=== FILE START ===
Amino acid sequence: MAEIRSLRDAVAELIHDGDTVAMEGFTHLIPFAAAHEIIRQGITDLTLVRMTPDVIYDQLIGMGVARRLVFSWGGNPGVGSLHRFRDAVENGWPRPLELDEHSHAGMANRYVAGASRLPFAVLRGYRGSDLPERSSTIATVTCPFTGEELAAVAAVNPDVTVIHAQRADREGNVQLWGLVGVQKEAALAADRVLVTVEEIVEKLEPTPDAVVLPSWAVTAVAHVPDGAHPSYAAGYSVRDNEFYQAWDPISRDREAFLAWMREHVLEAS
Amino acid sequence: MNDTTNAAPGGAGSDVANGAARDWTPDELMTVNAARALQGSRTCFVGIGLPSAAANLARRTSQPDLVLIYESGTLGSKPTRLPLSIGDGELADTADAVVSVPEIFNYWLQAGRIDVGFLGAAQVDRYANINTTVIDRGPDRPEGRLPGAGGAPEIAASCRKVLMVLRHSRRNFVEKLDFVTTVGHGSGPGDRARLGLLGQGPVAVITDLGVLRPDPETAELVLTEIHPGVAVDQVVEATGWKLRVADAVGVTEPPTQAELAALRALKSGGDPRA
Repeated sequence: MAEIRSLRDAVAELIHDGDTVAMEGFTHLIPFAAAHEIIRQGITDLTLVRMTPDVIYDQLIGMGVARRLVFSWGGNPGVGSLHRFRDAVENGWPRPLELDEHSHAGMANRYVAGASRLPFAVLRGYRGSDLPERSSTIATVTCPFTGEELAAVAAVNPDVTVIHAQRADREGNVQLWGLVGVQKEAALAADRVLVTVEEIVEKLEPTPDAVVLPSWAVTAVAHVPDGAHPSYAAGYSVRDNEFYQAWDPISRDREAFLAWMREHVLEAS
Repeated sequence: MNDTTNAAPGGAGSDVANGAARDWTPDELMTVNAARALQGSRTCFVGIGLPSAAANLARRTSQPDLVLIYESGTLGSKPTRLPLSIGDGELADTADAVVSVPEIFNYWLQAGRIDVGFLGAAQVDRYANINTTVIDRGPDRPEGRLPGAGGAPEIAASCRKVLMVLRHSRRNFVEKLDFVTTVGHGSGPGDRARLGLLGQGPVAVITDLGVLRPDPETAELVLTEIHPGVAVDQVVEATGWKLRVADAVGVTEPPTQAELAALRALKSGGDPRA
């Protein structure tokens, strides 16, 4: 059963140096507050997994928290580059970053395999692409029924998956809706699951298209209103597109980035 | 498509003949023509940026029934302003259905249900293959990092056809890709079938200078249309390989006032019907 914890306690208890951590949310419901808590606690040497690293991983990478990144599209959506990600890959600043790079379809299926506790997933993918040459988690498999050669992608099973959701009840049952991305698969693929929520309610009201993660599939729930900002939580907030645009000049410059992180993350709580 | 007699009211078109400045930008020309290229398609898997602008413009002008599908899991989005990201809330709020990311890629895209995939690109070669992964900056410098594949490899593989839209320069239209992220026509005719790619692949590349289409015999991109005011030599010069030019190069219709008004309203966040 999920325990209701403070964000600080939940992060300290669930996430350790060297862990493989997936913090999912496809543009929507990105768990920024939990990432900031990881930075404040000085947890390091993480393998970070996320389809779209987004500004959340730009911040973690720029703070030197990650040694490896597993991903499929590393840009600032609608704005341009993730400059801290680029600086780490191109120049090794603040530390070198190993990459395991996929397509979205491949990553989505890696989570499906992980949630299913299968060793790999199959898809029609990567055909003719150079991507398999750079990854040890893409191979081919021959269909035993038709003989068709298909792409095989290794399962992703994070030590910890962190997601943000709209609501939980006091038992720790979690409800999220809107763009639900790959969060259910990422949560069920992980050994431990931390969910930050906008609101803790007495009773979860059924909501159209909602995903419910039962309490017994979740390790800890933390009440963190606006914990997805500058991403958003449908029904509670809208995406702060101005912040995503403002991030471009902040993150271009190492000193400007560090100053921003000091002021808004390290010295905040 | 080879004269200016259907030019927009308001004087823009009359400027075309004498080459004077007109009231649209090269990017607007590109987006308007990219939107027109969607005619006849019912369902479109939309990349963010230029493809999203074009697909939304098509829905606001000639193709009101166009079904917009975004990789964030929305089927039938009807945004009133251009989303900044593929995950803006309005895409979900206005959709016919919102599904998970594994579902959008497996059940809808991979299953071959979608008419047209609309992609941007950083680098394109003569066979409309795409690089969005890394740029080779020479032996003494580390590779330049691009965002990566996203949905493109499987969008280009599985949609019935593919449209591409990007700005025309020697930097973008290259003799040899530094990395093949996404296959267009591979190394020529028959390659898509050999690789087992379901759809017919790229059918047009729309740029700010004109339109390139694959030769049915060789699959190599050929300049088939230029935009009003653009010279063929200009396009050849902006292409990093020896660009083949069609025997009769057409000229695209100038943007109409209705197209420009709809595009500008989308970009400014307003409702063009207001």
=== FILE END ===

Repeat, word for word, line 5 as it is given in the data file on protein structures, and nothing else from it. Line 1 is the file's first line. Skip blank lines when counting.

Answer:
């Protein structure tokens, strides 16, 4: 059963140096507050997994928290580059970053395999692409029924998956809706699951298209209103597109980035 | 498509003949023509940026029934302003259905249900293959990092056809890709079938200078249309390989006032019907 914890306690208890951590949310419901808590606690040497690293991983990478990144599209959506990600890959600043790079379809299926506790997933993918040459988690498999050669992608099973959701009840049952991305698969693929929520309610009201993660599939729930900002939580907030645009000049410059992180993350709580 | 007699009211078109400045930008020309290229398609898997602008413009002008599908899991989005990201809330709020990311890629895209995939690109070669992964900056410098594949490899593989839209320069239209992220026509005719790619692949590349289409015999991109005011030599010069030019190069219709008004309203966040 999920325990209701403070964000600080939940992060300290669930996430350790060297862990493989997936913090999912496809543009929507990105768990920024939990990432900031990881930075404040000085947890390091993480393998970070996320389809779209987004500004959340730009911040973690720029703070030197990650040694490896597993991903499929590393840009600032609608704005341009993730400059801290680029600086780490191109120049090794603040530390070198190993990459395991996929397509979205491949990553989505890696989570499906992980949630299913299968060793790999199959898809029609990567055909003719150079991507398999750079990854040890893409191979081919021959269909035993038709003989068709298909792409095989290794399962992703994070030590910890962190997601943000709209609501939980006091038992720790979690409800999220809107763009639900790959969060259910990422949560069920992980050994431990931390969910930050906008609101803790007495009773979860059924909501159209909602995903419910039962309490017994979740390790800890933390009440963190606006914990997805500058991403958003449908029904509670809208995406702060101005912040995503403002991030471009902040993150271009190492000193400007560090100053921003000091002021808004390290010295905040 | 080879004269200016259907030019927009308001004087823009009359400027075309004498080459004077007109009231649209090269990017607007590109987006308007990219939107027109969607005619006849019912369902479109939309990349963010230029493809999203074009697909939304098509829905606001000639193709009101166009079904917009975004990789964030929305089927039938009807945004009133251009989303900044593929995950803006309005895409979900206005959709016919919102599904998970594994579902959008497996059940809808991979299953071959979608008419047209609309992609941007950083680098394109003569066979409309795409690089969005890394740029080779020479032996003494580390590779330049691009965002990566996203949905493109499987969008280009599985949609019935593919449209591409990007700005025309020697930097973008290259003799040899530094990395093949996404296959267009591979190394020529028959390659898509050999690789087992379901759809017919790229059918047009729309740029700010004109339109390139694959030769049915060789699959190599050929300049088939230029935009009003653009010279063929200009396009050849902006292409990093020896660009083949069609025997009769057409000229695209100038943007109409209705197209420009709809595009500008989308970009400014307003409702063009207001």